MC: He’s at it all day. Coffee, cigarettes, recording.

BL: Sounds like the life. So you do a lot of it in your home, it’s very garage sounding. What’s DIY to you?

PJ: It’s cheap. I would go to a studio, but I don’t want to waste people’s time. Even growing up skateboarding, when people were filming I would always be bummed out thinking, ‘this guy must wanna skate, he’s just been filming all day and I haven’t landed this trick.’ I just feel bad for the guy or whatever. So if I was in the studio all day I’d just always be thinking, ‘fuck this guy must be so bored.’ At home I don’t feel guilty or that I am wasting someone’s time, I’m just doing my own thing. If I had better gear and knowledge I guess I would make it sound better. 

MC: His process goes on forever. He’ll build on it one day, then leave it for a week, then build it up. It’s a very long process.

PJ: That’s why it’s cool in your living room. If you’re watching TV and it’s boring you just go to the other corner and can do shit.

BL: Meagan, living with him, does it ever get irritating at times with him always making noise?

MC: (Laughs) No, not really! He just kind of does his own thing, I do my own thing, then he stops and lets me listen and asks what I think over and over, and it just keeps on going. Even when the album is out we will still go over it. 

BL: Despite doing it at home and not wanting to go into a studio it still seems as though a lot of thought is in there.

MC: It’s a bit of an obsession really. 

BL: You do all the art work as well. You’ve done the new Stolen Body logo. Do you like having that control over the records?

PJ: Yeah because drawing is my hobby. I was always drawing, and I used to always play drums. I don’t know where it came from, I guess just killing time.

BL: I really enjoy the illustrations. I think the style represents what you do musically. 

PJ: I’m glad that it fits together, it’d suck if it didn’t. I guess they’re just how I feel.

BL: Your Facebook bio calls you a psychedelic/garage madman. Are you a madman?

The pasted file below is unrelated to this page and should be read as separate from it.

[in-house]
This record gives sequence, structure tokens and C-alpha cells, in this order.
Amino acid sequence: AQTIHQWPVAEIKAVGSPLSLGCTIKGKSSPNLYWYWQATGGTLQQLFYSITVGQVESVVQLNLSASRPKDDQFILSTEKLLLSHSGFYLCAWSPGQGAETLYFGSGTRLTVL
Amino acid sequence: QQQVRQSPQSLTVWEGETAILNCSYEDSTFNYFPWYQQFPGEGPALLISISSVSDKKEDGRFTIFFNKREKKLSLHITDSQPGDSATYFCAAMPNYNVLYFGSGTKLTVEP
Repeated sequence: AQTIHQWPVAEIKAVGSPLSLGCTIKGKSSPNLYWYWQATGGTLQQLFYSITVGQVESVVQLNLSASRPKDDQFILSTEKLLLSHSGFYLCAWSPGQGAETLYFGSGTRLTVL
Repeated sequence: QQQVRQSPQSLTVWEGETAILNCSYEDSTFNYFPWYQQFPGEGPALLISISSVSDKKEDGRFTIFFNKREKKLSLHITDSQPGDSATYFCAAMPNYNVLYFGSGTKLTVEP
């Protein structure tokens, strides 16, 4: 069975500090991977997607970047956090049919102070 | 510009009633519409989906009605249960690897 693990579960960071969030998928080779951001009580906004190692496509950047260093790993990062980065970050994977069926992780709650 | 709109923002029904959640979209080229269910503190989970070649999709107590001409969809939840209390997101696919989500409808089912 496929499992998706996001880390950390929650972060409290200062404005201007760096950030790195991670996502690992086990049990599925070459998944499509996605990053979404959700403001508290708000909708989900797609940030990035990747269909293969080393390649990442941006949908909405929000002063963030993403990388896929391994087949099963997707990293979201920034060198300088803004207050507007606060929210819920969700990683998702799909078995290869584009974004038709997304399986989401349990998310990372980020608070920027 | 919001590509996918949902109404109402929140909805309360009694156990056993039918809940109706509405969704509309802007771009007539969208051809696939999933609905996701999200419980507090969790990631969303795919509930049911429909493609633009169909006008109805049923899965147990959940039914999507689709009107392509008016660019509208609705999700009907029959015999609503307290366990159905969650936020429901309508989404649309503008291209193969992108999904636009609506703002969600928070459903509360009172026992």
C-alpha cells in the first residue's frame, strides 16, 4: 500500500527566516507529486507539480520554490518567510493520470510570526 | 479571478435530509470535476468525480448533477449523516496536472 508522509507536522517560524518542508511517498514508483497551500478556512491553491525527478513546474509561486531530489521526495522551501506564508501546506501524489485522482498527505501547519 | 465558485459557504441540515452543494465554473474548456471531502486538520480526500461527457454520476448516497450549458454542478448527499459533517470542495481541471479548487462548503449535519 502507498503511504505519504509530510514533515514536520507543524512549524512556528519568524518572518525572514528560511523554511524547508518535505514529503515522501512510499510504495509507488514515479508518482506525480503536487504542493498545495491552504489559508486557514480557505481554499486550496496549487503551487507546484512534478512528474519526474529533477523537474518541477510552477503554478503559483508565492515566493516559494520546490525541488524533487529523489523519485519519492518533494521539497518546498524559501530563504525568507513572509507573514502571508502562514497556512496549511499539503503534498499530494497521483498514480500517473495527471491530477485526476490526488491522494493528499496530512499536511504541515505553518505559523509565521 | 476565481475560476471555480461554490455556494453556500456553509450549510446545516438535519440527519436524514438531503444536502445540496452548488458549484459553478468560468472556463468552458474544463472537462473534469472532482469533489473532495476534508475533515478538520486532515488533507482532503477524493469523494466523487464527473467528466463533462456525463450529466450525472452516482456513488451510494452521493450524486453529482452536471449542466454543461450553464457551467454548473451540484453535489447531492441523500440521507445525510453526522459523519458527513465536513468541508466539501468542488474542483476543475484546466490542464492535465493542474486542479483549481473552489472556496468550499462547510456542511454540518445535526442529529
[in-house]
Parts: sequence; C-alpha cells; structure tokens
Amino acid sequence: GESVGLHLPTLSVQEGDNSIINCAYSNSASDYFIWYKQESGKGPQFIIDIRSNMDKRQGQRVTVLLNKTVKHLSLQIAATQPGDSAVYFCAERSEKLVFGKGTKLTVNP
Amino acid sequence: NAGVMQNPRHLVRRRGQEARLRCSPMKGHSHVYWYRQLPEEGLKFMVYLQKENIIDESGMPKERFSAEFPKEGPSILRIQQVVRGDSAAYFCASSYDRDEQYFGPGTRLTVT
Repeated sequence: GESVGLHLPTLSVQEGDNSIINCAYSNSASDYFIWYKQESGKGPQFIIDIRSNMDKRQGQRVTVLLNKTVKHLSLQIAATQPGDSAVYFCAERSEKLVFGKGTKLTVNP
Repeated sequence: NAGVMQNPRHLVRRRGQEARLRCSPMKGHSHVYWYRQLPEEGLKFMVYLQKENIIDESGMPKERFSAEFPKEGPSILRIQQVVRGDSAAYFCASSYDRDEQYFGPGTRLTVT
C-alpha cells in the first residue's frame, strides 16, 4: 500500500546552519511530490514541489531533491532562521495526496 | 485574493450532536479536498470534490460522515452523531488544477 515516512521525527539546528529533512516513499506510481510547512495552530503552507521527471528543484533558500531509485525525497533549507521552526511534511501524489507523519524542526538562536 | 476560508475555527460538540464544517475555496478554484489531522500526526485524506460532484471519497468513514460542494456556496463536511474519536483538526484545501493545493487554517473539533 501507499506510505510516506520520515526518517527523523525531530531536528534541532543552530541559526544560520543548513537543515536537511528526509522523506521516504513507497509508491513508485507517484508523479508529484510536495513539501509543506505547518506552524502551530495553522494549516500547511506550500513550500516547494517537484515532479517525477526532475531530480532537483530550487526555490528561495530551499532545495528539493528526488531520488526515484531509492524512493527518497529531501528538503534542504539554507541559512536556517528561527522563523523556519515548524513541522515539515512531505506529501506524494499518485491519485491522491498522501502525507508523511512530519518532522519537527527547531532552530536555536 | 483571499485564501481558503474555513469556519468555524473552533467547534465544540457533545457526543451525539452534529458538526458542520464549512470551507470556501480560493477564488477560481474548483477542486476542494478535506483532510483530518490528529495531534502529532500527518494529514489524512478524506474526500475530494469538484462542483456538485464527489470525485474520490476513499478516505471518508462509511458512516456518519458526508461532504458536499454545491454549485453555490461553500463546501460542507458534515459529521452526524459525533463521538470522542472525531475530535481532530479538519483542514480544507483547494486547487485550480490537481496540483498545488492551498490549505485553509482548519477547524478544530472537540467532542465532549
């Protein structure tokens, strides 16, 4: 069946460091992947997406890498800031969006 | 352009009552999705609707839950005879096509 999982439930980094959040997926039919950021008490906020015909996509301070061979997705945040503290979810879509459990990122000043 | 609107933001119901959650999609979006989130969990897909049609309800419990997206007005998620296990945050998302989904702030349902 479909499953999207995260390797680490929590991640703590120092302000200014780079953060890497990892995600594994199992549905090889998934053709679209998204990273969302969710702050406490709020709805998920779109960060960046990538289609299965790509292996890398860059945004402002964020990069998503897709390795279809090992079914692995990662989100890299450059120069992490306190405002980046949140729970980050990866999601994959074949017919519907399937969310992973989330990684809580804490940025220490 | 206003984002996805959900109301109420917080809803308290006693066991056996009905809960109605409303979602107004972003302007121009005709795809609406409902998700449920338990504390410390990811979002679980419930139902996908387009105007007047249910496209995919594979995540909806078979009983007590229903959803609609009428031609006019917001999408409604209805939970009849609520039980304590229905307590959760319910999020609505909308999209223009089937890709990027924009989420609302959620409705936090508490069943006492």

PJ: (Laughs) I don’t know, man. I guess that’s for you to decide.

EP: I mean, you kinda are a mad man. You invented your own way of smashing the drums with those pedals. It’s like a mad man science.

MC: And he’s at it all day. He will be recording all day and I’m like, ‘come on let’s watch a movie’, and I can see it in his eyes that he’s not watching the movie and that he’s thinking about what he just recorded. It's just how his creativity is.

BL: Does skateboarding and your music have a correlation?

PJ: Yeah maybe, I guess it may have come from Toy Machine videos. And the design especially. When skateboarding was in the 2000s it was all about logos so I think so.

MC: I’ve always thought your art coincides with your music. If you could see your music it’d be your art. It just makes total sense to me. 

BL: I’d definitely agree with that as well. Not negatively, but I think it’s just the imperfectness of it. So I guess we are both fans of Ed Templeton…

PJ: Yeah, I was definitely going to say that. I guess Toy Machine pre-Good and Evil. Skateboarding is good for kids. 

BL: Absolutely

PJ: Besides fucking up your body and that. 

Check out Paul Jacob's latest record Pictures, Movies and Apartments which is out now on Stolen Body Records. Watch our video of his Bristol show here and join us for round two on 5th February.